The 2012 documentary Char…The No-Man’s Island (Moddhikhane Char) tells the story of Rubel, a fourteen-year-old boy who lives with his family on the fragile island of Char. Located in the river Ganga, which forms the boundary between India and Bangladesh, Char is heavily patrolled by border police from both nations. Rubel dreams of going to school in India, but instead works as a smuggler, selling rice across the international riverine border. Sourav Sarangi’s lyrical exploration of this complicated border region was the winner of numerous awards at international film festivals.
Writer/director Sourav Sarangi joined moderator Bhaskar Sarkar (Film and Media Studies, UCSB) for a discussion of Char … The No-Man’s Island.
Sourav Sarangi (writer/director)
Sourav Sarangi is an award-winning filmmaker from India. His 1996 debut film Tusu Katha (The Tale of Tusu) is a lyrical observation of the lives of marginalized people and their culture in eastern India. His next film Bilal (2008) tells story of a small child living with his blind parents; it received a warm response worldwide in festivals, theaters and TV stations and won many awards. Widely broadcast around the world, his works have also been released theatrically in Japan and Korea. Karbala Memoirs (2019), his latest documentary, was shot in Iraq. Currently he is working on a documentary on the Sundarbans, the world’s largest mangrove delta, which is facing devastation due to global warming.
Bhaskar Sarkar (Film and Media Studies, UCSB)
Bhaskar Sarkar teaches in the Department of Film & Media Studies at UC Santa Barbara. His main research interests are Globalization and Media, Risk Media, the Global South, and Indian Cinema. He is currently working on two monographs, one on Bollywood and the other on media piracy.
This event is sponsored by the Carsey-Wolf Center.
CWC Presents: Borders
Borders are at once physical and imaginary, embedded on the ground, imposed upon populations, and played out across the sea. The Carsey-Wolf Center’s spring 2021 public programming series explores borders, borderlands, and frontiers as they are cinematically, politically, technologically, and archivally mediated. The series engages with a range of borders: the US-Mexico border, an ICE detention center in Florida, the aqueous borders across which migrants journey to Europe, and the changeable border that separates India and Bangladesh. The series interrogates different geographical terrains and forms of crossing and detainment in an effort to encourage viewers to embark on an intellectual journey of their own. Through films and media strategies that themselves traverse the boundaries between narrative and documentary, this series explores the messy, evolutionary character of all borders, approaching them as places—both embodied and discursive—where new social relations are worked out, and where emerging struggles become legible.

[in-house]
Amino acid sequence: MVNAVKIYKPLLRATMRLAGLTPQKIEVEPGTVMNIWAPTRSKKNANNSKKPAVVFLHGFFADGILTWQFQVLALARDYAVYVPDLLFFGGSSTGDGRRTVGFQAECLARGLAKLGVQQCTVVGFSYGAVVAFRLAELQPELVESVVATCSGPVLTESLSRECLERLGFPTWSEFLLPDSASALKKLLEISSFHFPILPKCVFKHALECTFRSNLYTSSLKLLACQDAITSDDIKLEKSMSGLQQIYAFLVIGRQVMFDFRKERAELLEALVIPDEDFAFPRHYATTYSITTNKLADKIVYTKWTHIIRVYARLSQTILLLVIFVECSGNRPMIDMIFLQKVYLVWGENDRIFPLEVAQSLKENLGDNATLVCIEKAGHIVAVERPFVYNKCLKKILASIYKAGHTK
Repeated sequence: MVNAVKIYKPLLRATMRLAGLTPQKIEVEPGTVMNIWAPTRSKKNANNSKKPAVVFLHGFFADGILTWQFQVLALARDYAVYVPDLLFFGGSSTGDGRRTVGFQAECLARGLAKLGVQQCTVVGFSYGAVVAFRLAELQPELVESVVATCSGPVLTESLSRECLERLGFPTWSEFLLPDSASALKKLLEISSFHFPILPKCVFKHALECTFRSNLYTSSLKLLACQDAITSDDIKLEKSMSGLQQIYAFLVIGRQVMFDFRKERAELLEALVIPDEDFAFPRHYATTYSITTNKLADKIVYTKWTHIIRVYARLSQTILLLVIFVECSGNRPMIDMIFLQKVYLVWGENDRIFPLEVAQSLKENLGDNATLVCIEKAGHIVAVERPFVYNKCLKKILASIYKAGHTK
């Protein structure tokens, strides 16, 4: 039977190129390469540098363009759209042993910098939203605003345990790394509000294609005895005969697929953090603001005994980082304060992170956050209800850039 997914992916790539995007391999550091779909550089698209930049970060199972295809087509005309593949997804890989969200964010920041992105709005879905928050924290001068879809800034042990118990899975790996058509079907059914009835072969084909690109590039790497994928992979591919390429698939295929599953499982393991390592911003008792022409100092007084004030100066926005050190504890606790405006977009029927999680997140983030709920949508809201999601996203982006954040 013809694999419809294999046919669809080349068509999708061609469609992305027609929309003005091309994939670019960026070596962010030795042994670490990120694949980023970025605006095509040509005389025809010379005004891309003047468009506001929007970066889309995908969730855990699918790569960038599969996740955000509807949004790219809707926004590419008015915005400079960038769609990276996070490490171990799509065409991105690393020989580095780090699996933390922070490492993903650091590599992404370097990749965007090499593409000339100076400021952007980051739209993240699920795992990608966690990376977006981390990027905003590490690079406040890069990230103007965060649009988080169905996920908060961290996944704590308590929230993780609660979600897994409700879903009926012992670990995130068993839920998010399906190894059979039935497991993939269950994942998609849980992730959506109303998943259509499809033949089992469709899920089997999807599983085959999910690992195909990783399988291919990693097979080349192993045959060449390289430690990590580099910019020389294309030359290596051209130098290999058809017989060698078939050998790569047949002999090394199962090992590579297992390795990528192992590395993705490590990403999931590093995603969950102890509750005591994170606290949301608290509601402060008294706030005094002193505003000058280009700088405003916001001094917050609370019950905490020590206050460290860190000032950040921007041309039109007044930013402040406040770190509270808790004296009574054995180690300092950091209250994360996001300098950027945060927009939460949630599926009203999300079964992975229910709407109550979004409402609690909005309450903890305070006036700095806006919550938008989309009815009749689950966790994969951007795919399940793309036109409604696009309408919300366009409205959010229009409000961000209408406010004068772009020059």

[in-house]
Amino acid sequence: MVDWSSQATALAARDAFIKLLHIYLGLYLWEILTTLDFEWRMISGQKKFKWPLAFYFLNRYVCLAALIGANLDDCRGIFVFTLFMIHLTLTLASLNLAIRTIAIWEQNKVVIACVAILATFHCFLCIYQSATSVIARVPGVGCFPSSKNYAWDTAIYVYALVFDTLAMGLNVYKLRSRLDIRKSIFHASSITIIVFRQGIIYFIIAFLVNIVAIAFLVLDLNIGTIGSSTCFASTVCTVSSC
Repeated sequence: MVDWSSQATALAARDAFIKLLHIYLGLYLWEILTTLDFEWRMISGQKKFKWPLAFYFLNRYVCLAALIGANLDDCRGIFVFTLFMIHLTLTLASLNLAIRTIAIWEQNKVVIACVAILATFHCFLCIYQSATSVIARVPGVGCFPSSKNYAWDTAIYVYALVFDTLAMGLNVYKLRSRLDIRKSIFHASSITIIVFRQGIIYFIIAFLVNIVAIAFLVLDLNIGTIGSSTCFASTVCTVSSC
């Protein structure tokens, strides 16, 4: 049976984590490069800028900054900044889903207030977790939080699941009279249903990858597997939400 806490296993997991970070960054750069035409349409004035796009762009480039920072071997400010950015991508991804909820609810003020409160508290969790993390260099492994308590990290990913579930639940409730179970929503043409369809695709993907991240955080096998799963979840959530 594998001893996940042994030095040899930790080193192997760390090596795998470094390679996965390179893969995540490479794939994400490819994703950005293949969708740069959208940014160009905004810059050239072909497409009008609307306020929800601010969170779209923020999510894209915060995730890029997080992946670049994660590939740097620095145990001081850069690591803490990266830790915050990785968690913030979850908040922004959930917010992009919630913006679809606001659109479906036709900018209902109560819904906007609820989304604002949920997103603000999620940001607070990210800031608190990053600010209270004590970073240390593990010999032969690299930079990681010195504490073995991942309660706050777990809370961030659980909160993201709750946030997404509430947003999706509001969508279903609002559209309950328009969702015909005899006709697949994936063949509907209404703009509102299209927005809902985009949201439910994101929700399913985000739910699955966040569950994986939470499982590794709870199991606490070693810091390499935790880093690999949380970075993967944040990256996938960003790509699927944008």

The Carsey-Wolf Center is committed to screening documentaries from across the world that engage with contemporary and historical issues, especially regarding social justice and environmental concerns. Documentaries allow filmmakers to address pressing issues and frame the critical debates of our time.